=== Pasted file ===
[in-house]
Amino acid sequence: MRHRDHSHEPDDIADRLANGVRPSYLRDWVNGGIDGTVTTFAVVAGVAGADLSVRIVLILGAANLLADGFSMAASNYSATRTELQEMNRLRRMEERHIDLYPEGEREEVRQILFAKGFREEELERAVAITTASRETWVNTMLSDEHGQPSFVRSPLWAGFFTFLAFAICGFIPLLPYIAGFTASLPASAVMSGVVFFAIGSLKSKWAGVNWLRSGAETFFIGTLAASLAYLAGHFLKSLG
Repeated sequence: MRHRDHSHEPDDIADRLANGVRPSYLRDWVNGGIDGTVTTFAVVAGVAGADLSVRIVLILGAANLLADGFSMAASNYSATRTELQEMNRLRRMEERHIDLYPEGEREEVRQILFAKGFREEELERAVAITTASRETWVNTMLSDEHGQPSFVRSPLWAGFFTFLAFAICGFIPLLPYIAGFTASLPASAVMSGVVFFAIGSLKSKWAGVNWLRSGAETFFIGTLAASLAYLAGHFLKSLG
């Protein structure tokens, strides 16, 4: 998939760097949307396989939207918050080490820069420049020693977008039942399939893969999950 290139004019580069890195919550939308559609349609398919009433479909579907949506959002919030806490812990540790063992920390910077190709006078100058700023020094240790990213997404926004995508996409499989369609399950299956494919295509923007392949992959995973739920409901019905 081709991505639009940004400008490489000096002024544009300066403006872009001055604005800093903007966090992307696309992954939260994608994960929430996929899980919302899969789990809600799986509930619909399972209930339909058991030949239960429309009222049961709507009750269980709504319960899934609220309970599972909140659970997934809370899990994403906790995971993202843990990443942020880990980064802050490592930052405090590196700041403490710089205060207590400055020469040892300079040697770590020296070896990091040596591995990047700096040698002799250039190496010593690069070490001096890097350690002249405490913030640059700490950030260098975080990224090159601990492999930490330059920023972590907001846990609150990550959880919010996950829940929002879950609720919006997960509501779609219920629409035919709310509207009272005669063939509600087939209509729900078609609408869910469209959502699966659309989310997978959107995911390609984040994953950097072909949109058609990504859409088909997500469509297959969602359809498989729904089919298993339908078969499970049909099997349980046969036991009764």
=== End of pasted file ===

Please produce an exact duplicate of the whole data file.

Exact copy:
[in-house]
Amino acid sequence: MRHRDHSHEPDDIADRLANGVRPSYLRDWVNGGIDGTVTTFAVVAGVAGADLSVRIVLILGAANLLADGFSMAASNYSATRTELQEMNRLRRMEERHIDLYPEGEREEVRQILFAKGFREEELERAVAITTASRETWVNTMLSDEHGQPSFVRSPLWAGFFTFLAFAICGFIPLLPYIAGFTASLPASAVMSGVVFFAIGSLKSKWAGVNWLRSGAETFFIGTLAASLAYLAGHFLKSLG
Repeated sequence: MRHRDHSHEPDDIADRLANGVRPSYLRDWVNGGIDGTVTTFAVVAGVAGADLSVRIVLILGAANLLADGFSMAASNYSATRTELQEMNRLRRMEERHIDLYPEGEREEVRQILFAKGFREEELERAVAITTASRETWVNTMLSDEHGQPSFVRSPLWAGFFTFLAFAICGFIPLLPYIAGFTASLPASAVMSGVVFFAIGSLKSKWAGVNWLRSGAETFFIGTLAASLAYLAGHFLKSLG
């Protein structure tokens, strides 16, 4: 998939760097949307396989939207918050080490820069420049020693977008039942399939893969999950 290139004019580069890195919550939308559609349609398919009433479909579907949506959002919030806490812990540790063992920390910077190709006078100058700023020094240790990213997404926004995508996409499989369609399950299956494919295509923007392949992959995973739920409901019905 081709991505639009940004400008490489000096002024544009300066403006872009001055604005800093903007966090992307696309992954939260994608994960929430996929899980919302899969789990809600799986509930619909399972209930339909058991030949239960429309009222049961709507009750269980709504319960899934609220309970599972909140659970997934809370899990994403906790995971993202843990990443942020880990980064802050490592930052405090590196700041403490710089205060207590400055020469040892300079040697770590020296070896990091040596591995990047700096040698002799250039190496010593690069070490001096890097350690002249405490913030640059700490950030260098975080990224090159601990492999930490330059920023972590907001846990609150990550959880919010996950829940929002879950609720919006997960509501779609219920629409035919709310509207009272005669063939509600087939209509729900078609609408869910469209959502699966659309989310997978959107995911390609984040994953950097072909949109058609990504859409088909997500469509297959969602359809498989729904089919298993339908078969499970049909099997349980046969036991009764």